France will meet deficit target
Budget minister is confident that the country will meet its target of 2.5 percent of GDP without increasing taxes.5 May 2008
PARIS - France will meet its target of a public sector deficit of 2.5 percent of gross domestic product in 2008 without raising taxes despite pressures on the economy, Budget Minister Eric Woerth promised Sunday.
"During 2008, we should be able to keep to our aim of a 2.5 percent public deficit," he said during a public debate, warning however of the need for caution on spending.
"The country's coffers are always empty and we have a EUR 50 billion deficit," he noted.
To achieve a balanced budget by 2012 as France has promised its European Union partners, EUR 10 billion would have to be saved annually from both state and social security spending, the minister warned.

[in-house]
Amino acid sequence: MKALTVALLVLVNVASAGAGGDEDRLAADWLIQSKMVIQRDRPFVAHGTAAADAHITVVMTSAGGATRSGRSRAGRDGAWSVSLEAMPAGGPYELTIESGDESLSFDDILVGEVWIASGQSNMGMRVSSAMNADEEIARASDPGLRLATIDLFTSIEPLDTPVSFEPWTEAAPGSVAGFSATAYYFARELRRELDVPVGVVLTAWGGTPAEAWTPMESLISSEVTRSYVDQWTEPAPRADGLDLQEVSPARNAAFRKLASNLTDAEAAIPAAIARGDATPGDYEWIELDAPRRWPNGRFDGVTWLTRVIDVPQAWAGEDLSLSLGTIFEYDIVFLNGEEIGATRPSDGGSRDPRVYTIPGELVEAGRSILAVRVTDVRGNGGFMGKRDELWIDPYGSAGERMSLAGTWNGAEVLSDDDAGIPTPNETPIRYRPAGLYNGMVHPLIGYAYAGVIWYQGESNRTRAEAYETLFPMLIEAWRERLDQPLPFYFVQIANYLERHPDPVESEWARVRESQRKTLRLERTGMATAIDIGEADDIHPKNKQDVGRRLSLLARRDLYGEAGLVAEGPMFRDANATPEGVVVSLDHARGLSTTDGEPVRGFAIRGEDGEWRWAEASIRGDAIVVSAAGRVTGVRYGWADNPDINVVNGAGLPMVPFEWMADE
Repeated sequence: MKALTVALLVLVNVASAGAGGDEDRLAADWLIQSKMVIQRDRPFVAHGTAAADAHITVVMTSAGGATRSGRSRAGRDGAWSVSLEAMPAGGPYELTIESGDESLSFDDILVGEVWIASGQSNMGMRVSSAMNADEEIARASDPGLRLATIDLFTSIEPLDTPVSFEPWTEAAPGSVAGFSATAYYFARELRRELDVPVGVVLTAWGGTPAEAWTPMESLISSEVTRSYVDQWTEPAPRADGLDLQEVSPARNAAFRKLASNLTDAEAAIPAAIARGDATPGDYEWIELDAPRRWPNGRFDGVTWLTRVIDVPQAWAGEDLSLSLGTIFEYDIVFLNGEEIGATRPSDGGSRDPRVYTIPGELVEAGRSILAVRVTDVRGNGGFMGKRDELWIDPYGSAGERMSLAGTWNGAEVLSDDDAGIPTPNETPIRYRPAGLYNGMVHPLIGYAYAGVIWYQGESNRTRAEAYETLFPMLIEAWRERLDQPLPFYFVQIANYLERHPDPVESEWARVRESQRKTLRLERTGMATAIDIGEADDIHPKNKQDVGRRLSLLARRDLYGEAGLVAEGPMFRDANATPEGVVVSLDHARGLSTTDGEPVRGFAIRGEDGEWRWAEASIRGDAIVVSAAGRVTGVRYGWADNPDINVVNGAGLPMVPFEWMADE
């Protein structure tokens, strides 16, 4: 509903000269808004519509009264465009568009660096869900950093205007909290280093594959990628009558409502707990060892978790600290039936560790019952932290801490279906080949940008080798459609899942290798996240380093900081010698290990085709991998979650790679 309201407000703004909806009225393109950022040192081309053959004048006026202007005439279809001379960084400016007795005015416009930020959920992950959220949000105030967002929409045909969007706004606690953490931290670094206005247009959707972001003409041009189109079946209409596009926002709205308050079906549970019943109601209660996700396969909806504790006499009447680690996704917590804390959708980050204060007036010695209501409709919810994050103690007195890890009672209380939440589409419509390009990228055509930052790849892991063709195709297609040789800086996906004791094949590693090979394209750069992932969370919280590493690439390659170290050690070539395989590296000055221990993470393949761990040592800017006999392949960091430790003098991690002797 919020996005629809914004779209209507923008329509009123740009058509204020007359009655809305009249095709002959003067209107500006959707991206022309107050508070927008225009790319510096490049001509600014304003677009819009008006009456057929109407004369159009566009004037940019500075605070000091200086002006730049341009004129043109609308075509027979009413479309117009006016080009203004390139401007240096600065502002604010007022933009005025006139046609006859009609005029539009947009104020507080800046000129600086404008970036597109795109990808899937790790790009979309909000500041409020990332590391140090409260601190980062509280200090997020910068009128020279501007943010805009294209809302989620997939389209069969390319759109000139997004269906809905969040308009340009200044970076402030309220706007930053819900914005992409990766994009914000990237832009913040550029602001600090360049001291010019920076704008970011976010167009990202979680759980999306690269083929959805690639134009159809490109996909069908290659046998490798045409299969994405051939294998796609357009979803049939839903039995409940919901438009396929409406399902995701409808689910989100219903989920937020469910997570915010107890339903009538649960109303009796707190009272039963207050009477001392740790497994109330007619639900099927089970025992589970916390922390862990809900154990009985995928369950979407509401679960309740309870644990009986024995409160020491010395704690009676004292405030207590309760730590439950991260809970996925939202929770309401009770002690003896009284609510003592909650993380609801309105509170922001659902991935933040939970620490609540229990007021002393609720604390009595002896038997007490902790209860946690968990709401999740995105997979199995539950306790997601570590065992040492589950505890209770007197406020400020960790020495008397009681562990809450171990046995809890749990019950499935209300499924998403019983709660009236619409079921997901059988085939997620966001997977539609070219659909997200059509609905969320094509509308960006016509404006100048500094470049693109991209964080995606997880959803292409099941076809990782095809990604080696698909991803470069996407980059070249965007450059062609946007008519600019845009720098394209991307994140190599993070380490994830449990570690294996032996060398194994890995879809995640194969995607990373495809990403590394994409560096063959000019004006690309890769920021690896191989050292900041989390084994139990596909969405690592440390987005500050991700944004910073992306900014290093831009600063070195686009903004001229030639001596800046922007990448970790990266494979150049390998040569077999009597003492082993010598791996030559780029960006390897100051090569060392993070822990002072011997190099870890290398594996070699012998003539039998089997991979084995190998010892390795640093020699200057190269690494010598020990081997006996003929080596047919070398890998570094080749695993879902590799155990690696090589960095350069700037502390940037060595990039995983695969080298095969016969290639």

Spending by local communities would have to be reduced, and the government was also counting on increased revenue from future economic growth.
Promising that there would be no income tax increases, the minister warned that economic growth was weaker than forecast because of the current international climate.
But France was weathering the storm better than the United States, he said.
France has revised downwards its growth forecast to take account of the latest financial situation: Forecast growth for 2008 is 1.7 percent to two percent with a deficit of 2.5 percent of gross domestic product, and for 2009 growth is forecast of 1.75 to 2.25 percent with the deficit reduced to two percent.
The European Union's executive Commission has forecast more modest growth for France for 2008 of1.6 percent with an increase in the GDP deficit to 2.9 percent, followed in 2009 by 1.4 percent growth and a three percent deficit, the maximum tolerated by the EU.
[AFP / Expatica]